2010 is shaping up to be another strong year for Suntech, says Steve Chan.

Chan, the chief strategy officer and president of global sales and marketing for Suntech Power Holdings, said that the Chinese solar manufacturer could sell close to 200 megawatts of solar panels into the North American market in 2010 during a recent interview with Greentech Media.

That would potentially give it close to 20 to 25 percent of the U.S. market. PV panels to the U.S. are expected to come to around 800 to 1,000 megawatts.

"We're forecasting the Suntech business to go from 65 megawatts last year to about 200 this year, which would be a huge jump if we can accomplish that," he said.

The 2010 total would include sales to Ontario, Canada, one of the more rapidly developing markets right now. Samsung last year committed to invest $1.6 billion in renewable projects and factory capacity the province. Thus, it's not a completely even comparison, but most of the shipments will go to the U.S.

In 2008, it sold 35 megawatts worth of panels in the U.S. "We grew the market share from 10 to 15 percent during a time that was kind of choppy," he said.

The U.S. dealer network has also grown from 40 installer/dealers to around 200 in a year. And, although Suntech has largely sold into the residential market in the states, the company is expanding its utility portfolio.

"We're on the short list of five plus projects of 1.5 gigawatts (in total) for installation from 2011 to 2015," he said. "We're on the short list where maybe there are one to three other module companies on the list. That is something we are hoping to lock in the next six months."

Not all is wonderful in Suntech-land, of course. Competition remains fierce. First Solar and SunPower have landed a number of large contracts with utilities as well and General Electric said recently that it would sell cadmium telluride solar panels next year to developers bidding on utility-scale projects.

Some of Suntech's new business efforts haven't exactly zoomed to success either. Gemini Solar, a Suntech joint venture that develops solar power plants, has landed a comparatively small 30-megawatt plant announced a little over a year ago but that's about it. The CSG Solar acquisition, which made Suntech a manufacturer of crystalline silicon-on-glass modules, is being retooled. Suntech bought a controlling interest in the company -- which had raised $35 million in VC funds -- last year. After the acquisition, solar prices plummeted.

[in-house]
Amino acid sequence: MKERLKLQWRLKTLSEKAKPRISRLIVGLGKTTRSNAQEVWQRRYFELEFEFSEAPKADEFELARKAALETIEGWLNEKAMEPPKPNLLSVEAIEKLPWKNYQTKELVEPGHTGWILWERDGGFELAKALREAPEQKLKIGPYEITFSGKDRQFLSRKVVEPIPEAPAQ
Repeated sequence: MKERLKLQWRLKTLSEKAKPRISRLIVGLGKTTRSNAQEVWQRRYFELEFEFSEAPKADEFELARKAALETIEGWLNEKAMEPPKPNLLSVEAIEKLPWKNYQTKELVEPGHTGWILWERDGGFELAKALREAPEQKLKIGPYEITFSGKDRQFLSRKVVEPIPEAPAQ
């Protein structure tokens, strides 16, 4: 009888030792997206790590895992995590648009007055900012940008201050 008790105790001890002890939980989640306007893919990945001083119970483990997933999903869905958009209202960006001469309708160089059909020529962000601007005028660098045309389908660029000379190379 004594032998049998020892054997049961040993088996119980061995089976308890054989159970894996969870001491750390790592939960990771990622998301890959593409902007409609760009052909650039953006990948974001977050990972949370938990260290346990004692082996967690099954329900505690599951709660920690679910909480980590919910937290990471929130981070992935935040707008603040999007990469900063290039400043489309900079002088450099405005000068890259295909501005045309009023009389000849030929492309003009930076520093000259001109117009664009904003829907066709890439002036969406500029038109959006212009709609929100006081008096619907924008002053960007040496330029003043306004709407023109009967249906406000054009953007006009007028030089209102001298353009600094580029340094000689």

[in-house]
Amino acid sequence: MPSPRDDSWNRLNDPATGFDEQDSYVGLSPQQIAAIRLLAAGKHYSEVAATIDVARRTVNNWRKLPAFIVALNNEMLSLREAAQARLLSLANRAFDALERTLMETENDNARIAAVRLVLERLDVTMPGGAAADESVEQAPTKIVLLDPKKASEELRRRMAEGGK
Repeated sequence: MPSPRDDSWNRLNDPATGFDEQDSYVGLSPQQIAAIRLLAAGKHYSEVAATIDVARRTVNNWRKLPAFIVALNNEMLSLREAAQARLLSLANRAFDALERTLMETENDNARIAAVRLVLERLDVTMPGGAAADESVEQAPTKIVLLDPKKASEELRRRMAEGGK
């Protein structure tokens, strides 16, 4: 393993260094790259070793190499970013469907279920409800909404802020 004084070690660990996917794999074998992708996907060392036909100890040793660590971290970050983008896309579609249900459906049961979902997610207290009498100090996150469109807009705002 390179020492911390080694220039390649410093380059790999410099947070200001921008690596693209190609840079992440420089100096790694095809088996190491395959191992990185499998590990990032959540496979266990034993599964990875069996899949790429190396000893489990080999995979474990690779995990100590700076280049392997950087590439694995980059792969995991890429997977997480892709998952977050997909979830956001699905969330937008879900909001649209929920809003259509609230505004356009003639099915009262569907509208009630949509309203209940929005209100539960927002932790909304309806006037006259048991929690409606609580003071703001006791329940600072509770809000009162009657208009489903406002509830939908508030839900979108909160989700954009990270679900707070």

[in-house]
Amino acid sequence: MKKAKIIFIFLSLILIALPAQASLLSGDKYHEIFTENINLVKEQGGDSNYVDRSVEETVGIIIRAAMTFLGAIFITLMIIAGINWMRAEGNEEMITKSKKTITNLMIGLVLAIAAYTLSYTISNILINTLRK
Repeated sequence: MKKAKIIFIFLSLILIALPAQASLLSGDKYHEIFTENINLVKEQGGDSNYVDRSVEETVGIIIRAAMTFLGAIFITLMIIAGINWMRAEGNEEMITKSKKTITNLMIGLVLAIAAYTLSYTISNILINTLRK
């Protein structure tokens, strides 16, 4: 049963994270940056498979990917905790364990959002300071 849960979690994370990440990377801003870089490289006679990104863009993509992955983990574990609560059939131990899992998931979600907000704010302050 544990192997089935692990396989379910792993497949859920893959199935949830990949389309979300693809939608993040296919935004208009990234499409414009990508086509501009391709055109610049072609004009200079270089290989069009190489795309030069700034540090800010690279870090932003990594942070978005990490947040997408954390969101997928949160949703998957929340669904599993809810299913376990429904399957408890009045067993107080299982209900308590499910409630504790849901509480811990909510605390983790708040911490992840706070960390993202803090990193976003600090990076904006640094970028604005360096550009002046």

"It [CSG] had made product and shipped it commercially, but it is no longer produced because the ASPs (average selling prices) have fallen so low," he said. "They are retooling the product to make it more cost-effective."

The CSG Solar acquisition was somewhat soft-pedaled. It was listed in Suntech's SEC forms. In November, it mentioned that CSG founder David Hogg (not to be confused with Sir Denis Eton-Hogg) would head up Suntech Europe.

Other things on Suntech's mind:

--The company likes the U.S. better than Europe in some ways. Europe collectively remains a larger market but the frenzy preceding and following feed-in tariff adjustments can wreak havoc with panel prices and the stocks of solar companies.

"The good thing about the U.S. market is that you can really plan for the long term," Chan said. "The incentives aren't as generous but it is much more long term."

--For most of last year, Suntech has had spare factory capacity, but that disappeared during the summer. That's a reversal from a year ago, when the company was implementing layoffs and left 50 percent of its factory capacity idle.

"We've basically been operating at maximum capacity since August of last year," he said. Suntech has approximately 1.2 gigawatts of module capacity. "Now we're having problems juggling the orders."

--Pricing in the solar market has calmed down and roughly stabilized in February, he said.

--Other entrants like Samsung and Panasonic will hit the ground running in solar and come in with lots of money. How well they do is another matter.

"The question is can they be differentiated above and beyond what is already in the market."

Solar, though, will likely remain attractive to these companies because it could provide some stability to companies used to even the often wilder price swings in semiconductors and televisions.

--Suntech has three thin film efforts: an amorphous crystalline silicon arm based around the SunFab equipment line from Applied Materials, the currently-in-limbo CSG Solar effort and an unnamed in-house thin film project. Chan would say what the third one involves but noted that the company's expertise lay in silicon.

--Capacity in Suntech's plant for its high-efficiency Pluto modules will rise to 450 megawatts by the end of the year. Actual production will be lower. Suntech will produce around 30 megawatts by the end of the first half and 120 to 150 megawatts in the second half. The average efficiency for Pluto cells cells now tops 19 percent, up from 18.9 percent a little while ago. However, module efficiency is lower.